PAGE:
BILOXI, MS (WLOX) - The West Biloxi beachfront is poised for a strong post Katrina comeback, according to a Coast business insider.
This week the Biloxi city council approved a hospitality industry property tax break for a new seafood restaurant on Highway 90. The owner's business consultant said, with the kinds of incentives Biloxi is offering, a lot more waterfront development is on the horizon.
South of Highway 90 between Veterans and Rodenburg Avenues will be the new Blue Crab Restaurant. Plans are to build the seafood restaurant and have customers dining on fresh seafood by the start of the summer.
"The owner is already a well known restaurateur in Biloxi," said F. Cliff Kirkland, business consultant. "He's been successful. He's looked at this area for quite awhile and was actually encouraged by the incentives that the City of Biloxi offers for development on the West Beach."
Biloxi created the incentives to help businesses offset high construction and insurance costs for building or expanding along the Biloxi beachfront. Blue Crab is the seventh business to be awarded a 100 percent property tax break for seven years.
Biloxi Community Development Director Jerry Creel said, "We're excited about this. Because what it shows is that we're now getting some of the smaller restaurants rebuilding on beach front, which is something that we really need."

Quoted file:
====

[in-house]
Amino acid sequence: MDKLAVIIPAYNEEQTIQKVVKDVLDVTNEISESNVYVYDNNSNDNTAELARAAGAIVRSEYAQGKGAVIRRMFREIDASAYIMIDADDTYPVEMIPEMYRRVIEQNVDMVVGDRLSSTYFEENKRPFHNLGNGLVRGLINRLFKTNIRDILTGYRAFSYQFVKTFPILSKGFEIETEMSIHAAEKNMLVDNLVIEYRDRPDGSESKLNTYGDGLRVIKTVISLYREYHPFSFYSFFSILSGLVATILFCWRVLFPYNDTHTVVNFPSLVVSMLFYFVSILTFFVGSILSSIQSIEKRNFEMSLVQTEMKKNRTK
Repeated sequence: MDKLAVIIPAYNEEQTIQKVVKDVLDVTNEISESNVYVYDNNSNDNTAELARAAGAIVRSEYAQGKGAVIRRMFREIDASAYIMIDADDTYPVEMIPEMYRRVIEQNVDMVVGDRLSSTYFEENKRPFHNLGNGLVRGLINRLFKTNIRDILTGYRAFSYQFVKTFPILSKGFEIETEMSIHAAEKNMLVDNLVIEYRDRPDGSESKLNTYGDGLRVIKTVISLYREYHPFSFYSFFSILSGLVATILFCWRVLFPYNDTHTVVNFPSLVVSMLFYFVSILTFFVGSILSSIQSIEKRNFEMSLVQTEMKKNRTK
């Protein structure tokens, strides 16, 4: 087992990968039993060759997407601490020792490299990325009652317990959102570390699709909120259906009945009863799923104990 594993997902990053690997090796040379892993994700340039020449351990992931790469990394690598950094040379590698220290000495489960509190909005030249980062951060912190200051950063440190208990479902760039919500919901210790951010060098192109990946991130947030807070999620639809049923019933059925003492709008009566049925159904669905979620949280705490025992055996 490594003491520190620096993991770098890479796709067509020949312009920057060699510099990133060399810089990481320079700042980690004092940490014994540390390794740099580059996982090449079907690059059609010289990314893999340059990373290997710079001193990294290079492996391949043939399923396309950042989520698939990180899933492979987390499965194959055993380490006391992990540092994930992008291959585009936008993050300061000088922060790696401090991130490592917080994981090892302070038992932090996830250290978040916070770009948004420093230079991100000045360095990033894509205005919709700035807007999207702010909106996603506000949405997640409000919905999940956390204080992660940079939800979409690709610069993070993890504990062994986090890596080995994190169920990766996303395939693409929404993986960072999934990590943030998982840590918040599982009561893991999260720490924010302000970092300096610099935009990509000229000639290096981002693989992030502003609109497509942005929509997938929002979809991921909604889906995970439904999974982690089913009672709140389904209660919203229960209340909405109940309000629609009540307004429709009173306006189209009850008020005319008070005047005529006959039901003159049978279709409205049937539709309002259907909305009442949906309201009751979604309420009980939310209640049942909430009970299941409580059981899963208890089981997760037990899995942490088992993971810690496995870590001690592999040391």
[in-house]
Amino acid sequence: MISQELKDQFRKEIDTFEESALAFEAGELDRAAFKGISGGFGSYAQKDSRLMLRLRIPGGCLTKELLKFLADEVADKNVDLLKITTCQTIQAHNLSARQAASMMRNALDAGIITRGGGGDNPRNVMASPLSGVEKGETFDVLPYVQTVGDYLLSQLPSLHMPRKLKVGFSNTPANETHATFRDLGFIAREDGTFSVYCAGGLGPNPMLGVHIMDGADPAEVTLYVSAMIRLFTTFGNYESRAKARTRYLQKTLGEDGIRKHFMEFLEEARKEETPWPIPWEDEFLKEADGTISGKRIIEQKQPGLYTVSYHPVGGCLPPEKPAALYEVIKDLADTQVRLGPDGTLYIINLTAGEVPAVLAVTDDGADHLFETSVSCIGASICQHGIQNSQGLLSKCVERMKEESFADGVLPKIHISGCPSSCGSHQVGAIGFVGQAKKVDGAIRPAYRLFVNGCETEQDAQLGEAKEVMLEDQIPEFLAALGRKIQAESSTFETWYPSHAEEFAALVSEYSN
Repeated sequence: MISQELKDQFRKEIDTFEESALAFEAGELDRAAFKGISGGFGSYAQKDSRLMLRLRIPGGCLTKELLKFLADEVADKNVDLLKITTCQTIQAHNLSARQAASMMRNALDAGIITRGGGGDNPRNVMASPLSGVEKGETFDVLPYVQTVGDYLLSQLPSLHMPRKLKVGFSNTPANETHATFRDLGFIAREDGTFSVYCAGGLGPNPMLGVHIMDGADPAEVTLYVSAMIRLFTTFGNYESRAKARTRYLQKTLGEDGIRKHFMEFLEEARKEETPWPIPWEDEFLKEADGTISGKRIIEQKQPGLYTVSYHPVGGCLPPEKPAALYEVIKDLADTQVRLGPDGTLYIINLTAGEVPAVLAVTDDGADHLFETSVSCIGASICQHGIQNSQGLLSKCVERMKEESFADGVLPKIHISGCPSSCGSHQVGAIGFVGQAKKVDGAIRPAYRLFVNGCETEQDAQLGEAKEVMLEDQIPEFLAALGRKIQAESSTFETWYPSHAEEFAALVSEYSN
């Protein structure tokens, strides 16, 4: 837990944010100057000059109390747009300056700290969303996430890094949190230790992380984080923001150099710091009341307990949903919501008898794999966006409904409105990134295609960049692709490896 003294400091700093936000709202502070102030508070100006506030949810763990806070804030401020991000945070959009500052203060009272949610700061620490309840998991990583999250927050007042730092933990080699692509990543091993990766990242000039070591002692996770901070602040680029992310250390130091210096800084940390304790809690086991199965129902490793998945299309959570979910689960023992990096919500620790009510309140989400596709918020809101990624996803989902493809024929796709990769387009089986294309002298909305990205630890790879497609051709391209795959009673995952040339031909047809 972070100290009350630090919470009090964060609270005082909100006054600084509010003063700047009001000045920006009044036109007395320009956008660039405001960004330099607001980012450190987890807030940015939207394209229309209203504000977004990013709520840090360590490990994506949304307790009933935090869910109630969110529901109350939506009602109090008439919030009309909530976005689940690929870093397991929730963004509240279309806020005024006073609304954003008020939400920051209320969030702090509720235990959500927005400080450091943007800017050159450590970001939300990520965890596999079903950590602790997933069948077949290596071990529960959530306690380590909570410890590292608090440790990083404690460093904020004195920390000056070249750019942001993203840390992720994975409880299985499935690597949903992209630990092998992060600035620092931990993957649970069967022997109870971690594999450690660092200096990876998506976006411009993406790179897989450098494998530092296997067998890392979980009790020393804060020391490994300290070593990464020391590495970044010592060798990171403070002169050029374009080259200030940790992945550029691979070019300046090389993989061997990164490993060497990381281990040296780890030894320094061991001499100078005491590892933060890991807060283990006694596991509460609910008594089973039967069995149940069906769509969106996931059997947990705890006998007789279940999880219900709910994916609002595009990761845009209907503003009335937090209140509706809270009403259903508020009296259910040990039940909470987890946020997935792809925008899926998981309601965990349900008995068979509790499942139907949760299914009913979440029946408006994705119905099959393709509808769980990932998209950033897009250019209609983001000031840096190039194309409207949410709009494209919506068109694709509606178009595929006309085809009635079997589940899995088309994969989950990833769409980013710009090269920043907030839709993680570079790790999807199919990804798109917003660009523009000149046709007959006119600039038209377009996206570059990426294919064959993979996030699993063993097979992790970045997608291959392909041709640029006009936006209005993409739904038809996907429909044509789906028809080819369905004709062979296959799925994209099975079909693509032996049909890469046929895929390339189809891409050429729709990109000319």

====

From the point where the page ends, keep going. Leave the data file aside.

Still there are several large tracks on vacant lots where before Katrina there was commercial development. Kirkland said he doesn't expect it to be that way for much longer.
"Obviously, we've been delayed in our recovery from Katrina. Mostly because of flood issues and insurance issues. The flood situation is stabilized. The maps have been drawn. People know what their responsibilities are," Kirkland said.
"The insurance has stabilized some in the last couple of years so the time is right for more development. The time is right for what we anticipate will be several in this area and quite a few more along the Biloxi beachfront."
Kirkland said his client has also approached Harrison County for a property tax break. He said tax breaks can be the difference as to whether a business opens.
"Because they provide an opportunity to lower your start up costs," said Kirkland. "As you know opening on the front beach down here is an expensive proposition. With insurance and any moneys that a small business can save in terms of opening and starting costs have a great deal to do with the decision of whether to go forward or not."